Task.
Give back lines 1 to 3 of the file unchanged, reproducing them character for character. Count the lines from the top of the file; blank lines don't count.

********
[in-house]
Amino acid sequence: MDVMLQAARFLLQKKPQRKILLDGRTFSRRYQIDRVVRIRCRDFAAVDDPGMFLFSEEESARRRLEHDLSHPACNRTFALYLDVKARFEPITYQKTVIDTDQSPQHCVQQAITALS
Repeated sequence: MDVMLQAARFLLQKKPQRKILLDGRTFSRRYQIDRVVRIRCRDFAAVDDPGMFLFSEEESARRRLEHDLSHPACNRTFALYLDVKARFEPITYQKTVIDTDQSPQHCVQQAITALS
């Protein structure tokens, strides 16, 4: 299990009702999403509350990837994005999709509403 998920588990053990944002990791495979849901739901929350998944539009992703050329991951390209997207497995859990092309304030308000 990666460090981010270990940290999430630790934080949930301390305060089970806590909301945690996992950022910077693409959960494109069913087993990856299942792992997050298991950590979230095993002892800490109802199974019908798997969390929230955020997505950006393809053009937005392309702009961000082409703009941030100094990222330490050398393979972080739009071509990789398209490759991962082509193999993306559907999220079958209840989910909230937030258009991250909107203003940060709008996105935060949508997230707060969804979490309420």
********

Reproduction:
[in-house]
Amino acid sequence: MDVMLQAARFLLQKKPQRKILLDGRTFSRRYQIDRVVRIRCRDFAAVDDPGMFLFSEEESARRRLEHDLSHPACNRTFALYLDVKARFEPITYQKTVIDTDQSPQHCVQQAITALS
Repeated sequence: MDVMLQAARFLLQKKPQRKILLDGRTFSRRYQIDRVVRIRCRDFAAVDDPGMFLFSEEESARRRLEHDLSHPACNRTFALYLDVKARFEPITYQKTVIDTDQSPQHCVQQAITALS